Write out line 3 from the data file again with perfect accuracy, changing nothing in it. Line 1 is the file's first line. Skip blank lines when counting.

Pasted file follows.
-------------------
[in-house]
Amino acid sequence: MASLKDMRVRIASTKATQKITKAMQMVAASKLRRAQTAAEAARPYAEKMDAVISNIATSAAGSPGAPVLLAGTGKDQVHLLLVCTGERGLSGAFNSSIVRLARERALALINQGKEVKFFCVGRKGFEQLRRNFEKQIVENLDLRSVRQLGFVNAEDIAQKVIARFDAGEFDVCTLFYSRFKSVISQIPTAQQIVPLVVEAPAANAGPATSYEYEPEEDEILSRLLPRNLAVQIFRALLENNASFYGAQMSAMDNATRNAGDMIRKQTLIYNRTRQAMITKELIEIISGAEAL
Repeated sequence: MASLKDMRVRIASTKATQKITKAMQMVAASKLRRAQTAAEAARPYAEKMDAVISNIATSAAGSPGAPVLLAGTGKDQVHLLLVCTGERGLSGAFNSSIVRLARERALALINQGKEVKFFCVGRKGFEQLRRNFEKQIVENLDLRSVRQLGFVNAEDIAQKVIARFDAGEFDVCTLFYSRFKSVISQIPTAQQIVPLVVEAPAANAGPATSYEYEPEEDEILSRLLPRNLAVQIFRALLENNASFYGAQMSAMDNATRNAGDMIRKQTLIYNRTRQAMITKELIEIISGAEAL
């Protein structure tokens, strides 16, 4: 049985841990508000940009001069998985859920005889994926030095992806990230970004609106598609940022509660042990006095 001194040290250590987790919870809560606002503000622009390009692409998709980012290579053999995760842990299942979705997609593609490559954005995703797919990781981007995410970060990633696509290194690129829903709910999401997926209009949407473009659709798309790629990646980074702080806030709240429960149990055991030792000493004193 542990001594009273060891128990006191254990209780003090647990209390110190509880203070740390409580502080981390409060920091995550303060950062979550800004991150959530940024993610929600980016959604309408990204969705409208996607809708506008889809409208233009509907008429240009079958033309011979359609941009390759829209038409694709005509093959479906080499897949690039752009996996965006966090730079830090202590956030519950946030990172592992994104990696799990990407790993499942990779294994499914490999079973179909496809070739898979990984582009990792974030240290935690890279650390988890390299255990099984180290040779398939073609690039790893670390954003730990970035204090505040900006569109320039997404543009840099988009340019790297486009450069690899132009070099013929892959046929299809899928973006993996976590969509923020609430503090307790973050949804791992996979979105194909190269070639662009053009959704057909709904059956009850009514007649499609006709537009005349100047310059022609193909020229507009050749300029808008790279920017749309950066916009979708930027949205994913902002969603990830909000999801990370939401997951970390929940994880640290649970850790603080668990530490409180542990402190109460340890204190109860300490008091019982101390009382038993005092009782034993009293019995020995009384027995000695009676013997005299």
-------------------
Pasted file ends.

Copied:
Repeated sequence: MASLKDMRVRIASTKATQKITKAMQMVAASKLRRAQTAAEAARPYAEKMDAVISNIATSAAGSPGAPVLLAGTGKDQVHLLLVCTGERGLSGAFNSSIVRLARERALALINQGKEVKFFCVGRKGFEQLRRNFEKQIVENLDLRSVRQLGFVNAEDIAQKVIARFDAGEFDVCTLFYSRFKSVISQIPTAQQIVPLVVEAPAANAGPATSYEYEPEEDEILSRLLPRNLAVQIFRALLENNASFYGAQMSAMDNATRNAGDMIRKQTLIYNRTRQAMITKELIEIISGAEAL